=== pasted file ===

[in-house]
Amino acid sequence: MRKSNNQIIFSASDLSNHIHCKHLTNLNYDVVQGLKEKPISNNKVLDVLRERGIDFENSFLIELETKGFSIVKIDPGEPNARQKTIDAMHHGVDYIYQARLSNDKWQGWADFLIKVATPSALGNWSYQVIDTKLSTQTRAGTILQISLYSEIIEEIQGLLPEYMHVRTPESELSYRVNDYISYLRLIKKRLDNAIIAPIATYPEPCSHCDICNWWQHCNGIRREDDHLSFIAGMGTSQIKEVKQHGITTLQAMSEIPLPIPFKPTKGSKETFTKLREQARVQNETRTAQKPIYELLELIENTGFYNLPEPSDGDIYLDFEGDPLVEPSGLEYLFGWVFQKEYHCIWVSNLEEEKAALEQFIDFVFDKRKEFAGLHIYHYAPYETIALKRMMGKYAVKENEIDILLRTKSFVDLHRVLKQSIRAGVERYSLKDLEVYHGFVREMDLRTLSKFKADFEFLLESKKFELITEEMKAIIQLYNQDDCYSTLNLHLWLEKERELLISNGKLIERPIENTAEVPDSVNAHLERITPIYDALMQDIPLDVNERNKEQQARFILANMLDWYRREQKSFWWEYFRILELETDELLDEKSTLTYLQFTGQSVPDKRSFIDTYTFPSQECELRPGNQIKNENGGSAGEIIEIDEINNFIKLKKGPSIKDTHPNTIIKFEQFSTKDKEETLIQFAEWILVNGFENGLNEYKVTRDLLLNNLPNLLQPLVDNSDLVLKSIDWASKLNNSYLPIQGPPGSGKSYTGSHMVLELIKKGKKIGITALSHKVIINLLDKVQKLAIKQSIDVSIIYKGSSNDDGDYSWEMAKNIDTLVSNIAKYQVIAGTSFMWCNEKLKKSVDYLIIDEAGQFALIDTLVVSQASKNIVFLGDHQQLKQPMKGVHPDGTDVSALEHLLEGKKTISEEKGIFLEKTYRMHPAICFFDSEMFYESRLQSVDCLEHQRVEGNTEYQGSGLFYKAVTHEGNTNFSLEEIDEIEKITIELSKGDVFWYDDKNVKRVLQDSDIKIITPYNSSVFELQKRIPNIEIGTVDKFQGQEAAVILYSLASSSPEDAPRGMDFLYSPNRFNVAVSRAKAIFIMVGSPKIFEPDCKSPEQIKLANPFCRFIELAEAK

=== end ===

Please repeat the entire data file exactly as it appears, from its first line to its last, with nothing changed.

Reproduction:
[in-house]
Amino acid sequence: MRKSNNQIIFSASDLSNHIHCKHLTNLNYDVVQGLKEKPISNNKVLDVLRERGIDFENSFLIELETKGFSIVKIDPGEPNARQKTIDAMHHGVDYIYQARLSNDKWQGWADFLIKVATPSALGNWSYQVIDTKLSTQTRAGTILQISLYSEIIEEIQGLLPEYMHVRTPESELSYRVNDYISYLRLIKKRLDNAIIAPIATYPEPCSHCDICNWWQHCNGIRREDDHLSFIAGMGTSQIKEVKQHGITTLQAMSEIPLPIPFKPTKGSKETFTKLREQARVQNETRTAQKPIYELLELIENTGFYNLPEPSDGDIYLDFEGDPLVEPSGLEYLFGWVFQKEYHCIWVSNLEEEKAALEQFIDFVFDKRKEFAGLHIYHYAPYETIALKRMMGKYAVKENEIDILLRTKSFVDLHRVLKQSIRAGVERYSLKDLEVYHGFVREMDLRTLSKFKADFEFLLESKKFELITEEMKAIIQLYNQDDCYSTLNLHLWLEKERELLISNGKLIERPIENTAEVPDSVNAHLERITPIYDALMQDIPLDVNERNKEQQARFILANMLDWYRREQKSFWWEYFRILELETDELLDEKSTLTYLQFTGQSVPDKRSFIDTYTFPSQECELRPGNQIKNENGGSAGEIIEIDEINNFIKLKKGPSIKDTHPNTIIKFEQFSTKDKEETLIQFAEWILVNGFENGLNEYKVTRDLLLNNLPNLLQPLVDNSDLVLKSIDWASKLNNSYLPIQGPPGSGKSYTGSHMVLELIKKGKKIGITALSHKVIINLLDKVQKLAIKQSIDVSIIYKGSSNDDGDYSWEMAKNIDTLVSNIAKYQVIAGTSFMWCNEKLKKSVDYLIIDEAGQFALIDTLVVSQASKNIVFLGDHQQLKQPMKGVHPDGTDVSALEHLLEGKKTISEEKGIFLEKTYRMHPAICFFDSEMFYESRLQSVDCLEHQRVEGNTEYQGSGLFYKAVTHEGNTNFSLEEIDEIEKITIELSKGDVFWYDDKNVKRVLQDSDIKIITPYNSSVFELQKRIPNIEIGTVDKFQGQEAAVILYSLASSSPEDAPRGMDFLYSPNRFNVAVSRAKAIFIMVGSPKIFEPDCKSPEQIKLANPFCRFIELAEAK